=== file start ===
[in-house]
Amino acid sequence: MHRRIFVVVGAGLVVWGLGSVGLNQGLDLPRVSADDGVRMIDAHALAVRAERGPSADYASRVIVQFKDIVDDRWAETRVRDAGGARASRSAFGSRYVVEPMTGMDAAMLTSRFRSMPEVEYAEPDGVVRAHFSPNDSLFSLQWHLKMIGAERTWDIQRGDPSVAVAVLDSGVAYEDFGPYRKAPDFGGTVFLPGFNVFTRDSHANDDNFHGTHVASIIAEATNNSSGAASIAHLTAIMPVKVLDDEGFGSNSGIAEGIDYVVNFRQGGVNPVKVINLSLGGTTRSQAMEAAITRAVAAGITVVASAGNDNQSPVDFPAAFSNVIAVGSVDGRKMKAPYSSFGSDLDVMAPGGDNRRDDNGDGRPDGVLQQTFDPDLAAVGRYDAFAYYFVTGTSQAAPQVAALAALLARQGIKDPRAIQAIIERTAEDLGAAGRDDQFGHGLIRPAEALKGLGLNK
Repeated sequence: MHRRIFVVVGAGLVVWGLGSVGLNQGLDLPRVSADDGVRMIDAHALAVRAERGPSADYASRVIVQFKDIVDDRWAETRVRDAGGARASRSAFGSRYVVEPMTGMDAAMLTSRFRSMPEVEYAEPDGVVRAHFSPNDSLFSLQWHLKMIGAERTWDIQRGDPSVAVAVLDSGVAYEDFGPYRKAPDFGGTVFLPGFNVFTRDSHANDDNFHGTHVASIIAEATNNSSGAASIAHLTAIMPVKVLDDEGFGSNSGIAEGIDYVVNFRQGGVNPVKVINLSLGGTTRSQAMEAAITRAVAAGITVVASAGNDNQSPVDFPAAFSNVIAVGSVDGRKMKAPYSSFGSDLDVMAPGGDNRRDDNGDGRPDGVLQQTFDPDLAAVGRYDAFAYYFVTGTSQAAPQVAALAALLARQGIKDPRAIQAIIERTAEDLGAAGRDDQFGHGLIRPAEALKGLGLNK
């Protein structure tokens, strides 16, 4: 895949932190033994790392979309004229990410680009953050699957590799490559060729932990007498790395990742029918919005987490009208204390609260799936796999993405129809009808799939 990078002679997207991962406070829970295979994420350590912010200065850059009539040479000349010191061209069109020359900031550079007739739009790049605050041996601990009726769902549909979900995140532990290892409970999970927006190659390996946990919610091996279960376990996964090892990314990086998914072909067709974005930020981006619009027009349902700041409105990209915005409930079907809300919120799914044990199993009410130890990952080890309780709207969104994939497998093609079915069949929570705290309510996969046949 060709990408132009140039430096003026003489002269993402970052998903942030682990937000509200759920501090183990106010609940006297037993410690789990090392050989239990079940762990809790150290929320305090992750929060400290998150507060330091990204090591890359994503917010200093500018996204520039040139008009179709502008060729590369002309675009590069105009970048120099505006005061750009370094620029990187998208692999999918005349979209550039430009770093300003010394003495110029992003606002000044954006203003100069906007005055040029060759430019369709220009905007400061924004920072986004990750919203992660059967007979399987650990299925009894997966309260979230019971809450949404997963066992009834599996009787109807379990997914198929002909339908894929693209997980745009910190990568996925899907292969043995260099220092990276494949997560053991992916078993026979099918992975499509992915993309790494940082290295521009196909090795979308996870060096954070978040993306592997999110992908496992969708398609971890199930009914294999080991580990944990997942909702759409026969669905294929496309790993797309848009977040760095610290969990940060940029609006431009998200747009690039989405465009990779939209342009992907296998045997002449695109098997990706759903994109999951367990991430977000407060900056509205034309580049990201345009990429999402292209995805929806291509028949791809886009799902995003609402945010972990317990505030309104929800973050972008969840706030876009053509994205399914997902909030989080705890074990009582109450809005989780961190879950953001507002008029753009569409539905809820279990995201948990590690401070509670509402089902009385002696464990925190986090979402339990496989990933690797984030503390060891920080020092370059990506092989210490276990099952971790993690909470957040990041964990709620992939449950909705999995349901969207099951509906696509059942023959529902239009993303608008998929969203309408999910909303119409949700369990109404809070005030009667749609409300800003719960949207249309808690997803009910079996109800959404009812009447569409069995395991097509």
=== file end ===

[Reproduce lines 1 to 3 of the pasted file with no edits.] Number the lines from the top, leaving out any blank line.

[in-house]
Amino acid sequence: MHRRIFVVVGAGLVVWGLGSVGLNQGLDLPRVSADDGVRMIDAHALAVRAERGPSADYASRVIVQFKDIVDDRWAETRVRDAGGARASRSAFGSRYVVEPMTGMDAAMLTSRFRSMPEVEYAEPDGVVRAHFSPNDSLFSLQWHLKMIGAERTWDIQRGDPSVAVAVLDSGVAYEDFGPYRKAPDFGGTVFLPGFNVFTRDSHANDDNFHGTHVASIIAEATNNSSGAASIAHLTAIMPVKVLDDEGFGSNSGIAEGIDYVVNFRQGGVNPVKVINLSLGGTTRSQAMEAAITRAVAAGITVVASAGNDNQSPVDFPAAFSNVIAVGSVDGRKMKAPYSSFGSDLDVMAPGGDNRRDDNGDGRPDGVLQQTFDPDLAAVGRYDAFAYYFVTGTSQAAPQVAALAALLARQGIKDPRAIQAIIERTAEDLGAAGRDDQFGHGLIRPAEALKGLGLNK
Repeated sequence: MHRRIFVVVGAGLVVWGLGSVGLNQGLDLPRVSADDGVRMIDAHALAVRAERGPSADYASRVIVQFKDIVDDRWAETRVRDAGGARASRSAFGSRYVVEPMTGMDAAMLTSRFRSMPEVEYAEPDGVVRAHFSPNDSLFSLQWHLKMIGAERTWDIQRGDPSVAVAVLDSGVAYEDFGPYRKAPDFGGTVFLPGFNVFTRDSHANDDNFHGTHVASIIAEATNNSSGAASIAHLTAIMPVKVLDDEGFGSNSGIAEGIDYVVNFRQGGVNPVKVINLSLGGTTRSQAMEAAITRAVAAGITVVASAGNDNQSPVDFPAAFSNVIAVGSVDGRKMKAPYSSFGSDLDVMAPGGDNRRDDNGDGRPDGVLQQTFDPDLAAVGRYDAFAYYFVTGTSQAAPQVAALAALLARQGIKDPRAIQAIIERTAEDLGAAGRDDQFGHGLIRPAEALKGLGLNK